Changes to dividend taxation driven by Latvia’s corporate tax reform will affect residents of countries with traditional regime (1)

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05.04.2019

From 1 January 2018, Latvia’s tax regime has undergone major changes affecting the taxation of personal income, including dividends. This article explores some of the changes to the tax treatment of a Latvian-source dividend and their implications for Latvian, Estonian and Lithuanian tax residents. Written by PwC Baltic teams, this article is based on the tax laws and tax practices applicable at the time of writing.
 
 
Tax treatment before 2018
 
In 2017 and earlier, a Latvian-source dividend was taxed at two levels: first a 15% corporate income tax (CIT) was charged on the Latvian company’s profit for the year, and next a 10% personal income tax (PIT) was withheld by the company on payment to a Latvian or non-Latvian tax resident individual.
 
For example, an annual profit of EUR 100 attracted a CIT charge of EUR 15, leaving EUR 85 available for distribution by board decision. An individual resident in Latvia, Estonia or Lithuania eventually received EUR 76.5 (EUR 85 less a 10% PIT), so the profit eventually distributed by the Latvian company had attracted an effective tax rate of 23.5%.
 
Tax treatment of profits made after 2017
 
The two income taxes payable on dividends under the old rules have now been merged into a single rate of CIT on dividends paid out of profits made after 2017. The CIT charge is 20% of a dividend declared by the board and divided by 0.8, so the effective rate of CIT on the distributed dividend is 25% (an increase of 1.5 percentage points).
 
Under the PIT Act, dividends are taxed at a rate of 10%, 20%, or 0% if three conditions are met.
 
The first condition is the year in which a profit is made. Profits arising before 2018 may still be distributed subject to a 10% PIT under the old rules unless the board decision is made after 2019. Profits generated after 2017 (qualifying distributions) may be zero-rated for Latvian PIT unless other conditions apply.
 
The second condition is the applicability of PIT or CIT in Latvia or elsewhere. If PIT or CIT has been paid on qualifying distributions from a Latvian or an EU/EEA company, they are automatically zero-rated for Latvian PIT. If the paying agent is located elsewhere, distributions may still be zero-rated for PIT if there is documentary evidence that PIT or CIT has been withheld at source.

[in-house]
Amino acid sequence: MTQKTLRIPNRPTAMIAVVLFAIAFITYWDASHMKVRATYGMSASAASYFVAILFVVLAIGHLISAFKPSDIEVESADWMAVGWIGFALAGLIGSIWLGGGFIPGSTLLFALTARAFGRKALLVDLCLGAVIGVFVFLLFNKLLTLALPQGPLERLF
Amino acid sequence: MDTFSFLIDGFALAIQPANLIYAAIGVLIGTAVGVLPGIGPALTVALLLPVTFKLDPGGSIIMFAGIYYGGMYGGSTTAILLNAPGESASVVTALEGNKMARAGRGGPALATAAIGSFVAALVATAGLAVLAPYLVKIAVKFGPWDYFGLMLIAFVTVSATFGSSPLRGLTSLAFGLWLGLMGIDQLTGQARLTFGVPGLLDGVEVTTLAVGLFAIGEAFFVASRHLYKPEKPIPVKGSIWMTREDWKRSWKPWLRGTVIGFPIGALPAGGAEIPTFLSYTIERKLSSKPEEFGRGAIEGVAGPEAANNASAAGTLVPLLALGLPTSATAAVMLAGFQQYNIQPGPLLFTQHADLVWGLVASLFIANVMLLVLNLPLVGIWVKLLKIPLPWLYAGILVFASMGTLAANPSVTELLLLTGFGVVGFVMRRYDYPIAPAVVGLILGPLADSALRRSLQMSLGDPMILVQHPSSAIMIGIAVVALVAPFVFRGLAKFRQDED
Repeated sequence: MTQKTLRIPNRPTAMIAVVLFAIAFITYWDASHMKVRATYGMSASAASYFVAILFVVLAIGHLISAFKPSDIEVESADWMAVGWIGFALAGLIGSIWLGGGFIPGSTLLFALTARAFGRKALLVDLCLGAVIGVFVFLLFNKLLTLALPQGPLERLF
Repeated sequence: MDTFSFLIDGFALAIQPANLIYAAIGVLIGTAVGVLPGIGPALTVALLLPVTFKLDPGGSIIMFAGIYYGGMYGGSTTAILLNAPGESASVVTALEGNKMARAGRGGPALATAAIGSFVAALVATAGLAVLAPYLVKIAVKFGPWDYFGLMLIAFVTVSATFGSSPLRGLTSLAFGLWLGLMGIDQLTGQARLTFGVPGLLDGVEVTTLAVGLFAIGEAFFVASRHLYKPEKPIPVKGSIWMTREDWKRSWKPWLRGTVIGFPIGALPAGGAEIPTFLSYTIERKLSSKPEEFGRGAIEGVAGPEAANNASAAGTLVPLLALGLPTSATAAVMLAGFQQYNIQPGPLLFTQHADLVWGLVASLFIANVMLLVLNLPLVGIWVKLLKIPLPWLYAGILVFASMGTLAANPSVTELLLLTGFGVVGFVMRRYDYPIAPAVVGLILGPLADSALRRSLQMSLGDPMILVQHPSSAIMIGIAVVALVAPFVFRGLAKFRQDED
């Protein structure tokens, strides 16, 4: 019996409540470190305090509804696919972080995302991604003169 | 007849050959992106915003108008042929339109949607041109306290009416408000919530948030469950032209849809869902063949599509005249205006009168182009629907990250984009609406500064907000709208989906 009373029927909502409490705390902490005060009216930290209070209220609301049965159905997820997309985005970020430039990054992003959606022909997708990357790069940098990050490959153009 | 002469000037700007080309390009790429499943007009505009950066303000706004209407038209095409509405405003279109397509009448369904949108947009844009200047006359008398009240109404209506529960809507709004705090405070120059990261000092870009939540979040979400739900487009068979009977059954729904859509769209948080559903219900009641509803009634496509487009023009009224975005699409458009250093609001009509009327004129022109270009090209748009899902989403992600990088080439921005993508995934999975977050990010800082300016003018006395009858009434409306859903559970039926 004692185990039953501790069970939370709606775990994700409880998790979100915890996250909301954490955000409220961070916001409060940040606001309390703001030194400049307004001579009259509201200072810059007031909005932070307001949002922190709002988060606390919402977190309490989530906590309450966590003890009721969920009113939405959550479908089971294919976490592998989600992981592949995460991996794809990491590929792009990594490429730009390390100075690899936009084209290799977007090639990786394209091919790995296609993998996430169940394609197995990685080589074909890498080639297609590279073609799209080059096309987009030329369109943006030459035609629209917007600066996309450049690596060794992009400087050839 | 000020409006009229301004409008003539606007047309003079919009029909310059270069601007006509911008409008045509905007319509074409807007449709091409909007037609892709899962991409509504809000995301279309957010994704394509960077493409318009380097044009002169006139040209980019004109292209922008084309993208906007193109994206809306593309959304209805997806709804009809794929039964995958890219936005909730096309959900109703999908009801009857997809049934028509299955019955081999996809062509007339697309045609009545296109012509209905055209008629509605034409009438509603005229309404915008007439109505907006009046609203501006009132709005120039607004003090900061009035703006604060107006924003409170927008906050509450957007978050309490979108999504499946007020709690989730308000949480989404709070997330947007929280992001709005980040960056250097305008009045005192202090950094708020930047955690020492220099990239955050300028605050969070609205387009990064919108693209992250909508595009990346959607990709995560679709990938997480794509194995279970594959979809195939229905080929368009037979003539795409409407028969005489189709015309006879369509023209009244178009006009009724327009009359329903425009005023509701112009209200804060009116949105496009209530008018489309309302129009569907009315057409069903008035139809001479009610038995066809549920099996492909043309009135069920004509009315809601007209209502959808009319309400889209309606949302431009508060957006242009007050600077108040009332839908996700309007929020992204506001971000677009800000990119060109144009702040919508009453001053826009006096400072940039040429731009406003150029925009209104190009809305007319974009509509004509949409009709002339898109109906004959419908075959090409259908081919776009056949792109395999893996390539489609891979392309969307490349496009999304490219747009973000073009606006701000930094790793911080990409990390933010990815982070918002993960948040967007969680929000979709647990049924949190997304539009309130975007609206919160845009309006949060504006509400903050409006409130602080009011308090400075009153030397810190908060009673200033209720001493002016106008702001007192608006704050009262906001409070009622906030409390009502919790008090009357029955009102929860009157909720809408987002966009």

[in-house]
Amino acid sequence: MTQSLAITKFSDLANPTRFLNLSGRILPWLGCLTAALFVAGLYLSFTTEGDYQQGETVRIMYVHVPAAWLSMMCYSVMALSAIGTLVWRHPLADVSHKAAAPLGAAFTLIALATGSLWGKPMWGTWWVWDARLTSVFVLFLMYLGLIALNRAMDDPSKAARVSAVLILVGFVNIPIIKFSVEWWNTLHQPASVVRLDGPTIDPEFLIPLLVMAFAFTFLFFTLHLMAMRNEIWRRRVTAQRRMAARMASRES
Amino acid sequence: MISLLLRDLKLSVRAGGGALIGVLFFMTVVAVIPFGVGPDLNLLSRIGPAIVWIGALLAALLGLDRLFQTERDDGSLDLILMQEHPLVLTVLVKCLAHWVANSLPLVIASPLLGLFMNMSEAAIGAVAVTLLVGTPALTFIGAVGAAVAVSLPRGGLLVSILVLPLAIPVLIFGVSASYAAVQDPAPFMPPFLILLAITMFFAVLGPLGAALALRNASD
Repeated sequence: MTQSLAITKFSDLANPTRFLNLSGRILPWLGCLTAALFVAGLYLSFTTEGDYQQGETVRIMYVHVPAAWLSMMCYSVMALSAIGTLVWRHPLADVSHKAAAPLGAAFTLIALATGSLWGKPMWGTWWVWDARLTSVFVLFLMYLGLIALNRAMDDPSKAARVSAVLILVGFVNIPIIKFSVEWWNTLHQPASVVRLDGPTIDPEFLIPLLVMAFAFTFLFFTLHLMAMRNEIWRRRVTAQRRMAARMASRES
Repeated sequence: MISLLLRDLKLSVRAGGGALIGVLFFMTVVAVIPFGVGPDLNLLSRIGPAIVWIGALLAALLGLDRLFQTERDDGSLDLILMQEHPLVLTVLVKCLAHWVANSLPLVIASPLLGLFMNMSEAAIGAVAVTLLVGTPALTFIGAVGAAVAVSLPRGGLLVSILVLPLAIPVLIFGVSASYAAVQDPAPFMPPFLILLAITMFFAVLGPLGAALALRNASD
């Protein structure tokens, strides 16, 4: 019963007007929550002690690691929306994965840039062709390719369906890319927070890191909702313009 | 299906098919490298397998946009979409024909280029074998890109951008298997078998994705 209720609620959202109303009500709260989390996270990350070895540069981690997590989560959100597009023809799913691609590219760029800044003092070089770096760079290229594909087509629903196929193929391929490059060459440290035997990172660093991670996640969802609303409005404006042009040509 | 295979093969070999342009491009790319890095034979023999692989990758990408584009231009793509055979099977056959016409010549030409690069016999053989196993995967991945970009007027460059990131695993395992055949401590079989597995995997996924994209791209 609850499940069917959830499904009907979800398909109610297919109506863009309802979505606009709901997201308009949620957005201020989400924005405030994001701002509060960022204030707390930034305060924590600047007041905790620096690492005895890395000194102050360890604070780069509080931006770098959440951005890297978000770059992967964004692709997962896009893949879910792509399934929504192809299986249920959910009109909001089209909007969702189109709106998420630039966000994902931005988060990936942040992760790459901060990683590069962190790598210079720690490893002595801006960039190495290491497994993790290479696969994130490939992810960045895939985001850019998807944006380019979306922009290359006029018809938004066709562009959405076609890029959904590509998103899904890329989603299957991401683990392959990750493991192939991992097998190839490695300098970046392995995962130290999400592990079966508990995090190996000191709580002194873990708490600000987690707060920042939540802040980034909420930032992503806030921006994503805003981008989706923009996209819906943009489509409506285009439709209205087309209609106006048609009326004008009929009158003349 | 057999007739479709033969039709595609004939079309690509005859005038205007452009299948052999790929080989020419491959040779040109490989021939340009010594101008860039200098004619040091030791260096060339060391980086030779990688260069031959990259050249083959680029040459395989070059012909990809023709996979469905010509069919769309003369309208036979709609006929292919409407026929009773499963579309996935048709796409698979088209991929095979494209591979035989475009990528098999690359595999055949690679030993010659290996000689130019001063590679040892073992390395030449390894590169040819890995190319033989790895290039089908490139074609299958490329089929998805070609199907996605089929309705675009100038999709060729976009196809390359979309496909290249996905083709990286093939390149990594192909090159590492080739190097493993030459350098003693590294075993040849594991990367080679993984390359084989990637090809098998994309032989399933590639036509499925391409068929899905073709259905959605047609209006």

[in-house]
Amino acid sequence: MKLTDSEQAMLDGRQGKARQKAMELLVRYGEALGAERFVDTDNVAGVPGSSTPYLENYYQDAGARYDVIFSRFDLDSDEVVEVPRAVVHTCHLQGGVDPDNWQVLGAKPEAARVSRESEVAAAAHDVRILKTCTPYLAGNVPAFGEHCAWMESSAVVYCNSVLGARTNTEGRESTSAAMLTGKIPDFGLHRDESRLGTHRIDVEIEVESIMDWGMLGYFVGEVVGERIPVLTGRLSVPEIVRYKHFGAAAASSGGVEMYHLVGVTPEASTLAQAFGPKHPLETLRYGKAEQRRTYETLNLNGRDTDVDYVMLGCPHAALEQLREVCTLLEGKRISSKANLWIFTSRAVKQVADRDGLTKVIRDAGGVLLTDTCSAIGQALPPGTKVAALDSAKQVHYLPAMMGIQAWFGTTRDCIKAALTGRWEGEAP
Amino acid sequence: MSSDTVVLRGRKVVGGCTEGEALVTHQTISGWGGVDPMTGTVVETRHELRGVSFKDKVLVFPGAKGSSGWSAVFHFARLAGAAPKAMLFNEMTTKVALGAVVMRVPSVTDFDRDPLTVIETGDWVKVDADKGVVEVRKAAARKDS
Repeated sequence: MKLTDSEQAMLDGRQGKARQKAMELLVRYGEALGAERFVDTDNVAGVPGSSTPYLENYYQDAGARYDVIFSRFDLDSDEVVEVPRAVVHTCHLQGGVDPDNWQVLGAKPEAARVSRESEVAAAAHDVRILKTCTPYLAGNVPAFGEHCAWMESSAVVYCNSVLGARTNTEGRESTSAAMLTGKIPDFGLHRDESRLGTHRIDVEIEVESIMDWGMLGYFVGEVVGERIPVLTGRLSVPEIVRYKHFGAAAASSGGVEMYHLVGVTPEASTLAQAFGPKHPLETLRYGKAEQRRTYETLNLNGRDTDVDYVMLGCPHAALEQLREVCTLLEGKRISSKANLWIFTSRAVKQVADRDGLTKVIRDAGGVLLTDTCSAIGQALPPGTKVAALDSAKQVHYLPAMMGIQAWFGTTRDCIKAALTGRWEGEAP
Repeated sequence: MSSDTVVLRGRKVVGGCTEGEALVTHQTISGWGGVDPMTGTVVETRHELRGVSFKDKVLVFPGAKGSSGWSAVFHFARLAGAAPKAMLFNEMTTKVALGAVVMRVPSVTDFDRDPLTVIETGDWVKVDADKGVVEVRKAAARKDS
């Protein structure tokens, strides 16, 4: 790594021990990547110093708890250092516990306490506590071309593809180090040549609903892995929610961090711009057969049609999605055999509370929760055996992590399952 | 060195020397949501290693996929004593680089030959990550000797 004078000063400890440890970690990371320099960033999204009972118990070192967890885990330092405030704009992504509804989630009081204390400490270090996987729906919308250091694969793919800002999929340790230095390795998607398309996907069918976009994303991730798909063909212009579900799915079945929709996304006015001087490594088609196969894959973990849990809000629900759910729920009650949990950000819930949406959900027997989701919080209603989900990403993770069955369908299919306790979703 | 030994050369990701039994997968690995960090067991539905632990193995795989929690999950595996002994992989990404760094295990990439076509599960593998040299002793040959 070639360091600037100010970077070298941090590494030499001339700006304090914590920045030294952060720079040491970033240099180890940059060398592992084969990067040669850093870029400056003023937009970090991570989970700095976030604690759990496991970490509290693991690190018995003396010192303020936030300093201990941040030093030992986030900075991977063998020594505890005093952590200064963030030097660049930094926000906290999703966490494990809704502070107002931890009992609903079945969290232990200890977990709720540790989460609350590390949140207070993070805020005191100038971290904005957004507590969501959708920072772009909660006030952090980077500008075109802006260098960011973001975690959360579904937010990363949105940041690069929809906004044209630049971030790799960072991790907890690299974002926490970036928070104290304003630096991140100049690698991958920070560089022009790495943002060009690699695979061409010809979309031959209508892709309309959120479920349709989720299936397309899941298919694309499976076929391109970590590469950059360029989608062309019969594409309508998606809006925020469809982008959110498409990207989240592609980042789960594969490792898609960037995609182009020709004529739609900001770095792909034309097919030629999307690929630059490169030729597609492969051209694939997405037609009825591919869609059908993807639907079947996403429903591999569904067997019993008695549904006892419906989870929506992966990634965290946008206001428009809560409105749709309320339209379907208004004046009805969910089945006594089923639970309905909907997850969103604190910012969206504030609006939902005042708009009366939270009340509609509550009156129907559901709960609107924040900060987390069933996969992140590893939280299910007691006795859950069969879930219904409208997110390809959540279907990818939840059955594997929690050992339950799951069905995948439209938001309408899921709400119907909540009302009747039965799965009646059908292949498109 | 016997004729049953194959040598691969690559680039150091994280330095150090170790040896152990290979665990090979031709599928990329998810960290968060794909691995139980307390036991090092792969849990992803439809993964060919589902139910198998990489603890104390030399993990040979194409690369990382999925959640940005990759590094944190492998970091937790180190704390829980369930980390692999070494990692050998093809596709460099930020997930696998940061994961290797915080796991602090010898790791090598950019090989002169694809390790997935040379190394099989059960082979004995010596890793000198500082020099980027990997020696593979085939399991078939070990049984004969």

Exclusions from the two conditions provide that profits distributed by a company based in a tax haven or registered as a microbusiness taxpayer will attract a 20% PIT, which cannot be reduced.
 
Thirdly, if the tax authorities believe that the company (or the entire arrangement) has been set up for tax evasion purposes, a 20% PIT will apply regardless of the above rules.
 
Implications for Latvian tax residents
 
The rules described above result in the following tax treatment for Latvian tax residents:
  1. Dividends out of a Latvian company’s profits made after 2017 may be zero-rated for PIT because the Latvian company has already paid the full income tax charge;
  2. Dividends out of a Latvian company’s pre-2018 profits distributed in 2018 or 2019 will attract a 10% PIT;
  3. Dividends out of a Latvian company’s pre-2018 profits will attract a 20% PIT if they are distributed either after 2019 or by a microbusiness taxpayer;
  4. Dividends from an EU/EEA or a non-tax-haven company may be zero-rated for PIT after 2017 if PIT or CIT has been paid;
  5. Dividends from a tax-haven company will attract a 20% PIT.
 
(to be continued next week)

 

 
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Irena Arbidane
irena.arbidane@pwc.com
Tel: +371 6709 4400
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